Blacks With Lung Disease More Likely To Die, Be Removed From Organ Transplant List, Study Finds
Blacks with chronic obstructive pulmonary disease, or COPD, who were on a waiting list for lung transplantation between 1995 and 2004 were more likely than white patients to be removed from the list or die before receiving a transplant, according to a study in the American Journal of Respiratory and Critical Care Medicine, Reuters reports.
For the study, David Lederer and colleagues at Columbia University College of Physicians and Surgeons looked at outcomes for 280 black COPD patients and 5,272 white COPD patients on the United Network for Organ Sharing wait list. During the study period, organs were allocated based on wait time; however, since 2005, patients have been prioritized for organs based on their risk of dying before and after transplantation.
According to the study:
- 62% of blacks and 68% of whites received a transplant;
- 17% of blacks and 15% of whites died while awaiting a transplant; and
- 14% of blacks and 9% of whites were removed from the list (Reuters, 2/15).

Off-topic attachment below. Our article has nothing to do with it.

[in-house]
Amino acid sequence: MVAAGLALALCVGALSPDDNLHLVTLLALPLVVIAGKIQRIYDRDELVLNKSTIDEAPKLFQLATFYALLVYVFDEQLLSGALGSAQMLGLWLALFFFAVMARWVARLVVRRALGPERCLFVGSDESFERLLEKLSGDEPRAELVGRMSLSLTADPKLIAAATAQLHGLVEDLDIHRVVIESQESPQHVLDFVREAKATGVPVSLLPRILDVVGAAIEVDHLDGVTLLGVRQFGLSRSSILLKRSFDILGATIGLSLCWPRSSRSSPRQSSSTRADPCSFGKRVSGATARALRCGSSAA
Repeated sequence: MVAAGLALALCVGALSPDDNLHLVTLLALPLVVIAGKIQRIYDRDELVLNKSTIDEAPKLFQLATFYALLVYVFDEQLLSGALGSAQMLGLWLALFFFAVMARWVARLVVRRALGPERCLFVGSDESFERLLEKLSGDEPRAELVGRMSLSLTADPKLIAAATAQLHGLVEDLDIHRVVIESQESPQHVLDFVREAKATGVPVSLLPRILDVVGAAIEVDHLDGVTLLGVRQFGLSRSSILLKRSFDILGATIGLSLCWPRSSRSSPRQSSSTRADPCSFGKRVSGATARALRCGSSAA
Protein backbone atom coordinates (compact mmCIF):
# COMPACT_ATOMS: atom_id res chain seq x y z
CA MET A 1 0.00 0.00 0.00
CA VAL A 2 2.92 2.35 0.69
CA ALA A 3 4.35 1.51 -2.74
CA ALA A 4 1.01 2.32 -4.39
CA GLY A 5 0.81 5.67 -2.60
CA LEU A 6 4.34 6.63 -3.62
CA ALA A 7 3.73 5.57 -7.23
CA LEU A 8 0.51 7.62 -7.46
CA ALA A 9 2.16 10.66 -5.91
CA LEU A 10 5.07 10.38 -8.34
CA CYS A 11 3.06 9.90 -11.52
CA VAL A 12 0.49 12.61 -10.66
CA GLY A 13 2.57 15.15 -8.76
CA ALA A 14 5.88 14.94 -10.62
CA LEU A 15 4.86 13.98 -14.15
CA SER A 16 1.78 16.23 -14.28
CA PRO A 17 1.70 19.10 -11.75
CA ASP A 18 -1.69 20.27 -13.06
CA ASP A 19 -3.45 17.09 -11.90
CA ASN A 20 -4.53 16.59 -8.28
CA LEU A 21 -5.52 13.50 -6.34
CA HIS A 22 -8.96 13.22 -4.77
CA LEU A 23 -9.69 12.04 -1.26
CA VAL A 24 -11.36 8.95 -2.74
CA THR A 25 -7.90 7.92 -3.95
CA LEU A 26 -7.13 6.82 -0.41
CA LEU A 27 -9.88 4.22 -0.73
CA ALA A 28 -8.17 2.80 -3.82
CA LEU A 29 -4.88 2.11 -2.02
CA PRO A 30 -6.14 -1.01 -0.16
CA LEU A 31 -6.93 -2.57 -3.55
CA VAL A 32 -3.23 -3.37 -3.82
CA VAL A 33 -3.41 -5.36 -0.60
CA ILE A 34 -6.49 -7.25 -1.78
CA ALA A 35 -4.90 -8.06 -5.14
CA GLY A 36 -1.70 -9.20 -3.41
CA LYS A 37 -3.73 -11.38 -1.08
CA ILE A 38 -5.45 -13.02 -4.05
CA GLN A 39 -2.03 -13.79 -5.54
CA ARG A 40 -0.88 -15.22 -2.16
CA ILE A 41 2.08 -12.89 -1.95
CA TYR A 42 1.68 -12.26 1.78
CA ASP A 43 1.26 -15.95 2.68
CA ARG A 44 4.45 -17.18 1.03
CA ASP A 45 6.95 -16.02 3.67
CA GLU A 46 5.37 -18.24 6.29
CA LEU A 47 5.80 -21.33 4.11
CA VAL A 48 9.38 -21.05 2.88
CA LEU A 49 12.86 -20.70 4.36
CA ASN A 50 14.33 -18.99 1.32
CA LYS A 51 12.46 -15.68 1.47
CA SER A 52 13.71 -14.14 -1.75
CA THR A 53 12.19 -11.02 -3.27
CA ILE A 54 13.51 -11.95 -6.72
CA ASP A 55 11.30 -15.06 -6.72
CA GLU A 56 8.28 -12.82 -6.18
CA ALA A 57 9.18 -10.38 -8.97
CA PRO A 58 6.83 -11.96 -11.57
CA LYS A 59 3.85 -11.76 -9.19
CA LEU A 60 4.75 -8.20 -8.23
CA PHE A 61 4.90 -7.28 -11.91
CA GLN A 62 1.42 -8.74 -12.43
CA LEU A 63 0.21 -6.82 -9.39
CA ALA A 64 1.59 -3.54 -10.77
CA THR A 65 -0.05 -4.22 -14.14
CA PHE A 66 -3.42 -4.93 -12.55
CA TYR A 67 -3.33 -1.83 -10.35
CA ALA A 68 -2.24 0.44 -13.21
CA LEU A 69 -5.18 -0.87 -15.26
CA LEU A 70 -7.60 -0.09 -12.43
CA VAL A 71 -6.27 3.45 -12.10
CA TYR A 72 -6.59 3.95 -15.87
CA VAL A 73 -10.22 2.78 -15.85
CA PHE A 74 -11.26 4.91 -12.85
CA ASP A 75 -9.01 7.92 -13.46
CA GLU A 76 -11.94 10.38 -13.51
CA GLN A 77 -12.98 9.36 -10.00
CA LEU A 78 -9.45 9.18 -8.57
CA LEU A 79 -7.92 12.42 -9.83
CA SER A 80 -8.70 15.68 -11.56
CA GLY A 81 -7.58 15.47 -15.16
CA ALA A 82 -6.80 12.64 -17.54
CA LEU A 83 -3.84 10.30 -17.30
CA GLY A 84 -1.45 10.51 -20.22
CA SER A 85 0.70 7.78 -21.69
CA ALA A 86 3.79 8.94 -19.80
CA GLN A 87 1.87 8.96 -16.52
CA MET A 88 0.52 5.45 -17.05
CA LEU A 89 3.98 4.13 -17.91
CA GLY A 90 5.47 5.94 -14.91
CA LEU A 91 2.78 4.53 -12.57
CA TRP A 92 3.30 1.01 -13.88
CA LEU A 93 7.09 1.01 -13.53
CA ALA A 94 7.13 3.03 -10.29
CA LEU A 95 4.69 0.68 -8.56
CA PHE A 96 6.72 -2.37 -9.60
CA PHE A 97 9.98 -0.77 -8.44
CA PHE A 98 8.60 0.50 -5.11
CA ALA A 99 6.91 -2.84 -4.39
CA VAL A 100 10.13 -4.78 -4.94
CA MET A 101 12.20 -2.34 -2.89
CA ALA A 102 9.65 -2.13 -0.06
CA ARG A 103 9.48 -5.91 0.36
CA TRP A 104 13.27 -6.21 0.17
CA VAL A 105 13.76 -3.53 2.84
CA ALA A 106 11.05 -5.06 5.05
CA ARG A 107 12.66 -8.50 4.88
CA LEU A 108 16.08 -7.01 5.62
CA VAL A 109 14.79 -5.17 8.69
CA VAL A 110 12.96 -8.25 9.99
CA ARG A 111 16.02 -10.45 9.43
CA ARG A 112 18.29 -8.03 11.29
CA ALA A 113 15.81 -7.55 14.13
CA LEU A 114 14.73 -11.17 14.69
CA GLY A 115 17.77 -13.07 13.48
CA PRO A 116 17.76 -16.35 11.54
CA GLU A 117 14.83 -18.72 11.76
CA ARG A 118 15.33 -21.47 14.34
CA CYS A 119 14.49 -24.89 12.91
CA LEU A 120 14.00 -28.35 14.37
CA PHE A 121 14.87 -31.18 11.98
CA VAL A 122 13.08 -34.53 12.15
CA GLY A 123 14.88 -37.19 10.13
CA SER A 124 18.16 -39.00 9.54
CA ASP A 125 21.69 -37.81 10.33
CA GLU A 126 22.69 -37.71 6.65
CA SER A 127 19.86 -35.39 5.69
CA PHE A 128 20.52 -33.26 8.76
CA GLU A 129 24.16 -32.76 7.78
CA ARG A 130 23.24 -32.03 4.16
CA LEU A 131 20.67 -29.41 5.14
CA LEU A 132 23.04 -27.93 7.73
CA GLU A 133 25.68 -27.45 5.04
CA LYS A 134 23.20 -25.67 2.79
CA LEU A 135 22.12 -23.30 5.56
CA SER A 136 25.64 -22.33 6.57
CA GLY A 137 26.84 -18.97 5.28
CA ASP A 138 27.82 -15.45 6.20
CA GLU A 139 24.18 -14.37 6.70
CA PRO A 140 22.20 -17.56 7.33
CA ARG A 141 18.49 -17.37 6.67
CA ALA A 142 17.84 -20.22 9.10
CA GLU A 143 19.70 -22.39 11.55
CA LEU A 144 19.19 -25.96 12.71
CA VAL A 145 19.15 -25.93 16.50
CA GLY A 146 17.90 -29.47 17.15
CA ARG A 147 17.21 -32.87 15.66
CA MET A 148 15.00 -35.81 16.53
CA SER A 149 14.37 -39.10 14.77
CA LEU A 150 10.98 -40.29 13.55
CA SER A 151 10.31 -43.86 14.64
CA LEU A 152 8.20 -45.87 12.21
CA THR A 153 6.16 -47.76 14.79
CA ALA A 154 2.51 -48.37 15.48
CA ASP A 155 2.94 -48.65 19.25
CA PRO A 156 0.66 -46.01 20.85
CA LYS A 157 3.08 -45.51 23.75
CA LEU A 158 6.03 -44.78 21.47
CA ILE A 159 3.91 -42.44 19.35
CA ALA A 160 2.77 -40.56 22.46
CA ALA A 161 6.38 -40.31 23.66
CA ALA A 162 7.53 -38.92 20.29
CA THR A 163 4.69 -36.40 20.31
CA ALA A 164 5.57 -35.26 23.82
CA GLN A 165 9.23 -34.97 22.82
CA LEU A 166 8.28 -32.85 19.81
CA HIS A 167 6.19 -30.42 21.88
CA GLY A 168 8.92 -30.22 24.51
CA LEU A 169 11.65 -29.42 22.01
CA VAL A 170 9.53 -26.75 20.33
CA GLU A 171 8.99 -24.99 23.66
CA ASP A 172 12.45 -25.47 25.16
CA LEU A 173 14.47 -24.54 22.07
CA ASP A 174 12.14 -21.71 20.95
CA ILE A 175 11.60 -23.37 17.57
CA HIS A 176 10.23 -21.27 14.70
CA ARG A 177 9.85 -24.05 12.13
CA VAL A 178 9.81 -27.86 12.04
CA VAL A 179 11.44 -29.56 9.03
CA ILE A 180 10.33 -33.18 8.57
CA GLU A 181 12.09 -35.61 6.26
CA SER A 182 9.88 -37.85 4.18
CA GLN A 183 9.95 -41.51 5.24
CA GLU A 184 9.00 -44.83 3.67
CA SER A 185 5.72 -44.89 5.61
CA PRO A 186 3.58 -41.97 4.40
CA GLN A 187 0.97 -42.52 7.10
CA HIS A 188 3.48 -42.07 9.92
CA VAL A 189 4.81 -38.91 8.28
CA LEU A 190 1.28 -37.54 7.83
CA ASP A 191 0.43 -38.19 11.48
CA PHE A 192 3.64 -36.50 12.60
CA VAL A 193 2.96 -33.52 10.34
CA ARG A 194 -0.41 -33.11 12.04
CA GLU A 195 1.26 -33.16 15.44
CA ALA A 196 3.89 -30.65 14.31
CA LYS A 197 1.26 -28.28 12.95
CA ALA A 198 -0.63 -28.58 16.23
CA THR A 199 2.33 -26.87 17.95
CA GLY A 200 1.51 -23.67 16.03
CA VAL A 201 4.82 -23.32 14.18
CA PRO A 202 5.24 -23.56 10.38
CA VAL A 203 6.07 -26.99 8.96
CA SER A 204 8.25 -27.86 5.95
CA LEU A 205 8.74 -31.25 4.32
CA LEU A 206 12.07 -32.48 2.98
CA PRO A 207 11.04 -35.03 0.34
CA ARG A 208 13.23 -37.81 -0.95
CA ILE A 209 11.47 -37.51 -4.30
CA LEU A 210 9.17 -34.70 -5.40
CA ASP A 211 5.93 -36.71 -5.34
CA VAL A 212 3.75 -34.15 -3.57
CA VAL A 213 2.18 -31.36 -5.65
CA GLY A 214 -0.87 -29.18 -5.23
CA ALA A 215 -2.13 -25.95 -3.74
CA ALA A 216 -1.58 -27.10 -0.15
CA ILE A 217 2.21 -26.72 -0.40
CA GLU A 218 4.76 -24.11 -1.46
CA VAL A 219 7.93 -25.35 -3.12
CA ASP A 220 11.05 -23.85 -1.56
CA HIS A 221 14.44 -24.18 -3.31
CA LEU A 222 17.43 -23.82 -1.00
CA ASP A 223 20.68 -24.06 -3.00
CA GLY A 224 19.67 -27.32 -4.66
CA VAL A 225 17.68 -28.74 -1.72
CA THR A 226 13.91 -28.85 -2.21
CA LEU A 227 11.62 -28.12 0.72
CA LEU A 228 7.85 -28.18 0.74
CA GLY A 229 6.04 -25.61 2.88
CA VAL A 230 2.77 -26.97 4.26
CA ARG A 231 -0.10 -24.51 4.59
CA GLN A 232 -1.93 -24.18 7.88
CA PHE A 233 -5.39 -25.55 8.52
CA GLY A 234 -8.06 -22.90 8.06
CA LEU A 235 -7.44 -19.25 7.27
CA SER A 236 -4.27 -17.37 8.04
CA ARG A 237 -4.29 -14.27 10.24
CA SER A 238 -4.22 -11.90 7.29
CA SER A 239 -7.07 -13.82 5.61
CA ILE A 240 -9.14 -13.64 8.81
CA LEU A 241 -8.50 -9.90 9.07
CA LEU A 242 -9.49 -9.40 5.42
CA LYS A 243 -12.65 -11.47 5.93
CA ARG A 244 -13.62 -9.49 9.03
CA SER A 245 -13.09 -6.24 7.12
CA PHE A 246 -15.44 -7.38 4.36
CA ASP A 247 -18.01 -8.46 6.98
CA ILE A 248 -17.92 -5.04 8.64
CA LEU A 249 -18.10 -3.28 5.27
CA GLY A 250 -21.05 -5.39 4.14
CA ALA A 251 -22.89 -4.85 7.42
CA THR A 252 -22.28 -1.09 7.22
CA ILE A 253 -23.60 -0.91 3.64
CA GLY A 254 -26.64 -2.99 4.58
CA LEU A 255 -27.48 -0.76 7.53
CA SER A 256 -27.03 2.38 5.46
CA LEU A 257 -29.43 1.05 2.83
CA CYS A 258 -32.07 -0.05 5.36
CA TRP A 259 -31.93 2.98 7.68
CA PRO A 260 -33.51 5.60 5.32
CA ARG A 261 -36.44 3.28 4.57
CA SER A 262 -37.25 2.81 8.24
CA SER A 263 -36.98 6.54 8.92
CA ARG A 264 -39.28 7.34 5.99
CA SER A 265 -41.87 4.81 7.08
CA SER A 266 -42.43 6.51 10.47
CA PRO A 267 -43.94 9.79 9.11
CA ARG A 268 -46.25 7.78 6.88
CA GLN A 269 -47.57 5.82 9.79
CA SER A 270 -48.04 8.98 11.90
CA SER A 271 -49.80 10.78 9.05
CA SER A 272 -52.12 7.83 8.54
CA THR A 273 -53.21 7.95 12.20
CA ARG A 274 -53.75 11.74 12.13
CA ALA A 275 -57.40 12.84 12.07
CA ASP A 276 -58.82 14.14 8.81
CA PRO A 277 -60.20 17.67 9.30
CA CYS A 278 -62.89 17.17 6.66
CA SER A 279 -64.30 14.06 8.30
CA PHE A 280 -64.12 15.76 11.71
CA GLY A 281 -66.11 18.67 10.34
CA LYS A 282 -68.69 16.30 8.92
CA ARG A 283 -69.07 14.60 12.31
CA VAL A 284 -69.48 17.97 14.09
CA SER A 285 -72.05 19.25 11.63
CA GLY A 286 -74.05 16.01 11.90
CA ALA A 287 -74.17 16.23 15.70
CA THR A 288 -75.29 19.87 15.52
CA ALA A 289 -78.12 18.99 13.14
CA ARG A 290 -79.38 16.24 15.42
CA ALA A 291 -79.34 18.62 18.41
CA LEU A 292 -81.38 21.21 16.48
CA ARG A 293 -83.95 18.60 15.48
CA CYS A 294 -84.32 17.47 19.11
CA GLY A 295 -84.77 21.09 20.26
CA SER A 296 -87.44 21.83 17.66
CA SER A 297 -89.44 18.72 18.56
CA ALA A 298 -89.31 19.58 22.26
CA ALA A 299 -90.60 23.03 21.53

Lederer said that previous research has identified similar disparities among patients waiting for liver or kidney transplants, as well as among patients with other advanced lung diseases.
However, Lederer also said, "Based on what we know about COPD, we expected that twice as many black patients would have been put on the lung transplant waiting list."
Researchers also found that blacks on the list were more likely than whites to not have private health insurance, to live in poorer neighborhoods and to have certain cardiovascular risk factors, such as diabetes and pulmonary hypertension. However, such characteristics were not considered to have an influence on the study's findings, HealthDay News/Forbes reports.
Despite the new organ transplant guidelines, blacks are likely to still face increased risk of being removed from the wait list or dying while on the list because of inadequate health insurance and poverty, Lederer said. He added, "Our findings point to significant barriers to accessing lung transplantation for minorities. These findings should alert primary care physicians and pulmonologists to consider referral of black patients with COPD for transplantation at the earliest signs of advanced disease" (HealthDay News/Forbes, 2/15).
An abstract of the study is available online. This is part of the KHN Morning Briefing, a summary of health policy coverage from major news organizations. Sign up for an email subscription.